But perhaps the more pertinent question is whether there’s really any reason why you shouldn’t.
Volkswagen’s modern era ‘Peoples’ Car’, the Golf family hatchback, has been bought by an awful lot of people. Launched back in 1974 to replace the iconic Beetle, it was the car that saved the company through 29 million sales and six generations that have brought us to this MK7 model.
In reality, this is the first truly new Golf we’ve seen since just after the turn of the century, the previous sixth generation version having been merely a light re-skin of the old MK5 model. And it arrives at a time when the marque needs to step up its game.
Effortlessly rapid. That’s sums up this Golf to drive. Often, you don’t actually think you’re going that fast when you’re out on the road with it, but such is its combination of stability, poise and control that you find journey times shrinking rapidly.
Even the humblest diesel variant, the 105PS 1. 6 TDI which will be the British best selling Golf variant, is far quieter than its direct predecessor. Otherwise, the engine’s not much different – the main development work on it went into creating an eco-conscious 110PS BlueMotion variant. Still, in either form, it’s a unit that’s acceptably rapid for its modest station in life, with 62mph from rest in the ordinary version, occupying 10. 7s on the way to 109mph, with 250Nm of torque to zip you through the five-speed gearbox.
All of this represents the most affordable segment of a Golf model line-up that has effectively been split into two halves by the engineering decision to adopt two quite different rear suspension set-ups across the range. MK5 and MK6 generation Golfs were always distinguished by their sophisticated multi-link rear suspension set-up that provided such an exemplary ride and handling balance. With this MK7 model, the Wolfsburg bean counters have decreed that only variants with more than 120PS can have it. The perfectionists may be disappointed by this, but the pragmatist can understand their point of view: will the largely undemanding drivers who choose lower-order Golfs really notice that their cars must ride on unsophisticated torsion beam suspension? Almost certainly not.
On this seventh generation Golf, you’ll see the same thick rear C-pillar and near vertical tail. The same sharp crease line above the flanks. The same horizontally-barred grille. Look more closely though and important differences begin to emerge. In MK7 guise, this car is 56mm longer and 13mm wider to give more interior space. And lower to create a more dynamic stance. The front wheels have been moved further forward too, reducing the front overhang, visually lengthening the V-shaped bonnet and apparently moving the passenger compartment a little towards the rear. The result is a gym-toned look that’s particularly nice at the side, with this C-pillar design supposed to resemble the drawn string of a bow, giving the Golf a look of acceleration even when it’s standing still. Overall then, a confident, assertive piece of design.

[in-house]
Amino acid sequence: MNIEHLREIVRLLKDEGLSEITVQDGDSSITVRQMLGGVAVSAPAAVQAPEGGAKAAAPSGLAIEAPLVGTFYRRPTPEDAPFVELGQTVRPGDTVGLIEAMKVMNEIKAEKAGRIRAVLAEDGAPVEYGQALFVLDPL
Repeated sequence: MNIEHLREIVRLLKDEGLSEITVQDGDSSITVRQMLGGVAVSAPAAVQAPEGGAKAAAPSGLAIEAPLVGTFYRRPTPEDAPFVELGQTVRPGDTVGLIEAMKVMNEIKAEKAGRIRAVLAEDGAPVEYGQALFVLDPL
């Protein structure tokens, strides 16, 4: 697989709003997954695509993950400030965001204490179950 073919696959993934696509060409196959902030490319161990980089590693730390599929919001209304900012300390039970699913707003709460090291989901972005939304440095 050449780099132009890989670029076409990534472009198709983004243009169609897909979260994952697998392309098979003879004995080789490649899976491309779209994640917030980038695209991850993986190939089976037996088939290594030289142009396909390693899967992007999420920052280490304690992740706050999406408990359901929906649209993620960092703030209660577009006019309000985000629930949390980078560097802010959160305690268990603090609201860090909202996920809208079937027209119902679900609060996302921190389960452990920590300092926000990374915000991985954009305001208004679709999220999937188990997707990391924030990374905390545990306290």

But it’s under the skin where the biggest changes have taken place with the adoption of all-new MQB (or ‘Modular Transverse Matrix’) underpinnings that help shave 100kgs off the weight of this car. And make it possible for the longer wheelbase that facilitates the larger cabin that Volkswagen was determined this 7th generation Golf should have. At the back rear legroom has risen by 15mm, despite the front seats being moved further back to better suit taller drivers. Shoulder and elbow-room are both improved too and headroom’s quite adequate too, despite the reduction in exterior roof height. As usual in this class, three adults would be a little squashed here but a trio of kids will be quite happy.
For Golf regulars, the biggest change will be the adoption of the centrally-placed 5. 8-inch colour infotainment touch screen that’s standard across the range and which you can control by swiping your finger across its surface as you do on a smart ‘phone
In the words of a previous Volkswagen Group Chairman, the only mistake a Golf can really make is to stop being a Golf, a failing you could never level at this seventh generation model. All the reasons you might want to buy one are satisfied here. It looks like a Golf and functions with all the quality you’d expect from the Western hemisphere’s most recognised and most desired family hatch. This is what happens when all the resources of Europe’s leading auto maker are focused n creating the definitive expression of conventional family motoring.
True, it could be more exciting in its more affordable forms and you certainly wouldn’t call it inexpensive in comparison with mainstream models in this segment. But then, this isn’t a mainstream model any more, as good in every meaningful respect as the premium compact hatch models from the fancy brands that are much pricier. It is, in short, a Golf made good. Which, if you’re shopping in this sector, makes it very desirable indeed.